Remote Indigenous Communities Have World’s Highest Rate of Rare Leukemia Virus | Review of northern beaches

A new study has found that remote aboriginal communities in central Australia have the highest prevalence of human T-cell leukemia virus type 1 (HTLV-1) in the world.

The study, published in the PLOS Neglected Tropical Diseases, studied 720 people in seven remote communities in Central Australia from 2014 to 2018. It found an overall infection rate of 36.8% in adults, with infection rates climbing with age to 49.3 % for those over 45 years old.

“In the first large-scale community-based study of the prevalence of HTLV-1 in Central Australia, we found an adult prevalence of 36.8%, the highest reported globally,” the authors write in their article, led by Lloyd Einsiedel of the Baker Heart and Diabetes Institute. in Alice Springs, Northern Territory.

“The prevalence increased with age, suggesting that sexual contact may be the predominant mode of transmission. “

The little-known HTLV-1 virus is found all over the world, with high prevalence in Japan, the Caribbean, parts of South America and tropical Africa.

Destructive diseases caused by the leukemia virus

The virus works by attacking the immune system, infecting T cells.

While many infected people will never show symptoms, the illnesses the virus can cause can be devastating and are made worse by a lack of access to high-quality medical care.

One of the diseases is adult T cell lymphoma. This is a particularly aggressive form of non-Hodgkin lymphoma, a cancer that can cause enlarged lymph nodes, confusion, bone pain, and severe constipation. The disease is curable in some cases with treatment.

HTLV-1-associated myelopathy, on the other hand, is a slow, progressive disease of the spinal cord that acts similarly to multiple sclerosis (MS), reducing mobility and cognition over time.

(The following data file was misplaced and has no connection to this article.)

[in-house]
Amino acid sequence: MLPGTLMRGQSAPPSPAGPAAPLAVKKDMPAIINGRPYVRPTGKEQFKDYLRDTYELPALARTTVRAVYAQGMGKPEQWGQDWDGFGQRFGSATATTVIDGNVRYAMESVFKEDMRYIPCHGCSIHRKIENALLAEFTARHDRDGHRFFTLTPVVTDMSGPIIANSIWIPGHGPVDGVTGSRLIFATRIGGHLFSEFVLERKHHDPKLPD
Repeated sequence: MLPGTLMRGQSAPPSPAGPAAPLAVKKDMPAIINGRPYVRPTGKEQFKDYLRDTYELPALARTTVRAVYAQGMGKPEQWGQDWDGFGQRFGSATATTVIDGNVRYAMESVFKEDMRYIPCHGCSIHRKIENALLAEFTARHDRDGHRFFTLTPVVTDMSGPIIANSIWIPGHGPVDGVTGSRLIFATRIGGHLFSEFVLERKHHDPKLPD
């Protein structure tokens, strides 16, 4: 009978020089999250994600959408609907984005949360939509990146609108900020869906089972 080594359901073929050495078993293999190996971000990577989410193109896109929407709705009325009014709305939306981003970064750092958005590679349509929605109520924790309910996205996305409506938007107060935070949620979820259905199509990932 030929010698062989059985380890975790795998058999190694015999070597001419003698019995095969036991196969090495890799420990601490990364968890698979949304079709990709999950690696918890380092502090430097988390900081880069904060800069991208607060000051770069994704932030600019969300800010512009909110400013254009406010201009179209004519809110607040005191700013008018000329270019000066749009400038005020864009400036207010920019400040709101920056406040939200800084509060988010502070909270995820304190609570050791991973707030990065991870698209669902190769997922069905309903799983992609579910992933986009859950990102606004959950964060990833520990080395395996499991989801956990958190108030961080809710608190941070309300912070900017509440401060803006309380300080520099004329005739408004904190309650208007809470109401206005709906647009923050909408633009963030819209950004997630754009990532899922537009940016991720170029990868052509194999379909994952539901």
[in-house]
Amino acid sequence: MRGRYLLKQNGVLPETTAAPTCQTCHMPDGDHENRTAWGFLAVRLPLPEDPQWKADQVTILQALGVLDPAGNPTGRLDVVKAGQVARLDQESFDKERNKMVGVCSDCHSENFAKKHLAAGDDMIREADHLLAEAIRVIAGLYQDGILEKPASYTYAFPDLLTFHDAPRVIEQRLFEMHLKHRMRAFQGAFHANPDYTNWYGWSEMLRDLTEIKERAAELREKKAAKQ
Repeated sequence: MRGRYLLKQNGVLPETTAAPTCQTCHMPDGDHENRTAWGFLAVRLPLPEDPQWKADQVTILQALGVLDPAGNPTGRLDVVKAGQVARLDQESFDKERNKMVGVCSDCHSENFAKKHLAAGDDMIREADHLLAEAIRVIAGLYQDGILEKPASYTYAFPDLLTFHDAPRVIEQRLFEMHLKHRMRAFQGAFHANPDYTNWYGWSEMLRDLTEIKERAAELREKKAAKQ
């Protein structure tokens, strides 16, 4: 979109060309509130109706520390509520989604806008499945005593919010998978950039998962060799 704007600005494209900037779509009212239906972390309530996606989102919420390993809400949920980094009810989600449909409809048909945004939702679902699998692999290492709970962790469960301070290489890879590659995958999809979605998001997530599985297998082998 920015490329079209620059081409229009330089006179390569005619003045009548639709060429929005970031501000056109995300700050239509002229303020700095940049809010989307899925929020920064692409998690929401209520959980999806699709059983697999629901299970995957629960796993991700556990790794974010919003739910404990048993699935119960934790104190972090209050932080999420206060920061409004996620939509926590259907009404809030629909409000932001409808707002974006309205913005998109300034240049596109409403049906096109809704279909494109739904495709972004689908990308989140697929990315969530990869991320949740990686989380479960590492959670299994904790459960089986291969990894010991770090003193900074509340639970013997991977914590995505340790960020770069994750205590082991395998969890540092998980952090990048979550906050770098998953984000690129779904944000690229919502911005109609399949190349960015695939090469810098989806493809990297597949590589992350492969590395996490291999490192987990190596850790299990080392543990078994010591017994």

Uveitis, another illness associated with HTLV-1, is prevalent in Aboriginal communities. If left untreated, it can cause blindness over a remarkably short period of time – on average around 21 months, according to a study in the British Journal of Ophthalmology.

Treatment for uveitis is extremely important, as blindness is a huge problem for many Native Australians; it is estimated that 90 percent of visual impairment or blindness experienced by Aboriginal and Torres Strait Islander people is preventable.

The HTLV-1 virus can also contribute to a myriad of other health problems, including a lung disease called bronchiectasis, and conditions that affect the skin and thyroid gland.

But despite appearing among such a high proportion of Aboriginal Australians, the authors of the new study say there is no public health strategy to control the transmission of HTLV-1 in Australia.

“A worrying and inexcusable gap”

In fact, their study is the first large-scale analysis of its prevalence among First Nations peoples, beginning the process of filling a worrying and inexcusable gap in medical research.

“A better understanding of the patterns of HTLV-1 occurrence at the community level is essential to guide the development of public health initiatives aimed at reducing transmission,” the team writes.

They add that prevention is critically important because HTLV-1 infection lasts a lifetime and cannot be treated.

The results of their study, they conclude, support the need “to implement a coordinated program to educate Aboriginal Australians about the risks posed by HTLV-1 infection and to reduce the risk of viral transmission in this population.”

  • This article is published in partnership with Cosmos Magazine. Cosmos is produced by the Royal Australian Institution to inspire curiosity for “The Science of Everything” and to make the world of science accessible to all.


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